London Bridge victims died after being stabbed in chest, inquest hears

The two victims of the London Bridge terror attack died after being stabbed in the chest, an inquest has heard.

University of Cambridge graduates Jack Merritt, 25, and 23-year-old Saskia Jones were killed by convicted terrorist Usman Khan during his deadly rampage last Friday.

Mr Merritt was working as a co-ordinator at a prisoner rehabilitation conference at Fishmongers' Hall where Khan launched his attack, while Ms Jones was a volunteer at the event.

At the Old Bailey on Wednesday, City of London senior coroner Alison Hewitt opened and adjourned inquests into the two victims' deaths.

Detective Superintendent Desmond McHugh told the hearing that police were called at 1.58pm on Friday following reports that "a male was attacking delegates at the event within Fishmongers' Hall".

Ms Jones was pronounced dead at the hall at 2.25pm, while Mr Merritt died in nearby William Street at 3.14pm having been moved on a stretcher by police, he added.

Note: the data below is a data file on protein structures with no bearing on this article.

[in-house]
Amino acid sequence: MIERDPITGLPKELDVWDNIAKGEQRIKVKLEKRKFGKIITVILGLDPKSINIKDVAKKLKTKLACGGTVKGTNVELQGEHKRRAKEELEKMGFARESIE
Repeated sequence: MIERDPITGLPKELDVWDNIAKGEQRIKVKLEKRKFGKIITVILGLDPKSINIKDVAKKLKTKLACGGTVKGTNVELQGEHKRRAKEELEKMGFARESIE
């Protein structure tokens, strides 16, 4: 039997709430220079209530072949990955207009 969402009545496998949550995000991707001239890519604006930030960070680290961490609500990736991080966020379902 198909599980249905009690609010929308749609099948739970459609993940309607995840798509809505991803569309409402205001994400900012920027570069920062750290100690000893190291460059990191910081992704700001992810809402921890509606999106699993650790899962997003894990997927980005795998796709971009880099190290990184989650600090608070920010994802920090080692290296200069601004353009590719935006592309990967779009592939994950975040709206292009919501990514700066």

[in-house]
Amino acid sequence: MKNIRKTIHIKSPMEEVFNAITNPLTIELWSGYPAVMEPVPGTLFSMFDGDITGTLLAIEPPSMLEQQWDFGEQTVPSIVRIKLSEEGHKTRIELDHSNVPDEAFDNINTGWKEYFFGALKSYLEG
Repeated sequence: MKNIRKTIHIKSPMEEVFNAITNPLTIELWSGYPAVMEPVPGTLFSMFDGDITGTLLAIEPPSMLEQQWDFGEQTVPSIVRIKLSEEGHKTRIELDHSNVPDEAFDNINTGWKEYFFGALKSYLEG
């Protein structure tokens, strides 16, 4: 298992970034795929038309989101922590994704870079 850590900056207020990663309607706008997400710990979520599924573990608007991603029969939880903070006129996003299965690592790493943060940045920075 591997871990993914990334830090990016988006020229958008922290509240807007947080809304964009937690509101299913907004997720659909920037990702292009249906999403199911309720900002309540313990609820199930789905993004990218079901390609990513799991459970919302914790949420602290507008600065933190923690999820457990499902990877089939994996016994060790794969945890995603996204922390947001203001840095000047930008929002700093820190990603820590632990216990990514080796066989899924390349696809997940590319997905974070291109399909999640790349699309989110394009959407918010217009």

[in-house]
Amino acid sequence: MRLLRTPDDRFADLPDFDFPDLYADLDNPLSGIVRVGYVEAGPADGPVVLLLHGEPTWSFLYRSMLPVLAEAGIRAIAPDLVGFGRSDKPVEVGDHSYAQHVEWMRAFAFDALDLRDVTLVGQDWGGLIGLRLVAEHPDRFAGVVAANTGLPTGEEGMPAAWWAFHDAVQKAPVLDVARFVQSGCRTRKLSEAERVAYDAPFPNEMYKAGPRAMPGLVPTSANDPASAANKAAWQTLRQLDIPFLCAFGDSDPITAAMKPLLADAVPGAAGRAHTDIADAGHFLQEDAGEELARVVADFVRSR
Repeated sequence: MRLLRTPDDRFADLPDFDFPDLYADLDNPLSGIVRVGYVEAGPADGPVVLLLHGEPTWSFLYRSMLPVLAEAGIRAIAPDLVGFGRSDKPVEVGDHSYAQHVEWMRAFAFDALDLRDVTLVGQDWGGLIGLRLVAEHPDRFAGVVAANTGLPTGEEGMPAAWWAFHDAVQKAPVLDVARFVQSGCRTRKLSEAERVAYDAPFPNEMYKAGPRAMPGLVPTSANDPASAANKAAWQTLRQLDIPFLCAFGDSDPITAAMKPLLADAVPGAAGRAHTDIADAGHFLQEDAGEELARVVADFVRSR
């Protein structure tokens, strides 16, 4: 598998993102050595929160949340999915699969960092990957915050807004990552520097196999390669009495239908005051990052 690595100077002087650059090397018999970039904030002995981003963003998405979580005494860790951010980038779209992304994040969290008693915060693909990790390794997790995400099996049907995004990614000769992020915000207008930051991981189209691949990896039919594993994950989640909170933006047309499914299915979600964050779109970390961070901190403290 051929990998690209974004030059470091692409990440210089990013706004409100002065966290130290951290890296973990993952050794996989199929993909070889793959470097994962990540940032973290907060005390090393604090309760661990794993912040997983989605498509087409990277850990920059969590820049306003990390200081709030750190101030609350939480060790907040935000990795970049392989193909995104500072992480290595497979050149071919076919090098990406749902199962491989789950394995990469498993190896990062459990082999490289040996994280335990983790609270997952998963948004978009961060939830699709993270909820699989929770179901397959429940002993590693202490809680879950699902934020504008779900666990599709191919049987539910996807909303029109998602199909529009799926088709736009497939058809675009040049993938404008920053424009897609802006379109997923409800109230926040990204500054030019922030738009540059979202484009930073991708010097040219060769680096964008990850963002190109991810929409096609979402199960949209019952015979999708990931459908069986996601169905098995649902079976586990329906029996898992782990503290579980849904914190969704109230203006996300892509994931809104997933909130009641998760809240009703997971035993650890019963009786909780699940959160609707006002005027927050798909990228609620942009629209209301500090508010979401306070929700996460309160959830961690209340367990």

Pathologist Dr Fegan-Earl said each victim died from shock and haemorrhaging as a result of a stab wound to the chest.

They had both been attacked inside the hall, the hearing was told.

An inquest was also opened into the death of Khan, who was shot dead by police on London Bridge following his attack.

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Dr Fegan-Earl said the 28-year-old died from shock and haemorrhage due to multiple gun shot wounds to the chest and abdomen.

Mr McHugh told the hearing that Khan was pronounced dead on the bridge at 3.07pm.

Khan, armed with two knives and wearing a fake suicide vest, was tackled by members of the public before he was shot dead by police on London Bridge.

Three other people were injured in his attack, two are said to be in a stable condition in hospital while the third has returned home.

The inquest hearing into the victims' deaths heard Ms Jones had graduated from Cambridge University in the summer of 2018 with a master's degree in criminology and had applied to join West Midlands Police.

She was said to be "passionate about victim support" and planned to use her role in the police to further her PhD at Oxford University.

Mr Merritt also had a master's degree in criminology at Cambridge having already completed a law degree at Manchester University.

The full inquest into the victims' deaths will be heard by the chief coroner of England and Wales, Mark Lucraft QC, at a date to be fixed, the hearing was told.

The inquest hearings come just months after the conclusion of the Old Bailey inquests into the deaths of eight victims of the 2017 London Bridge terror attack.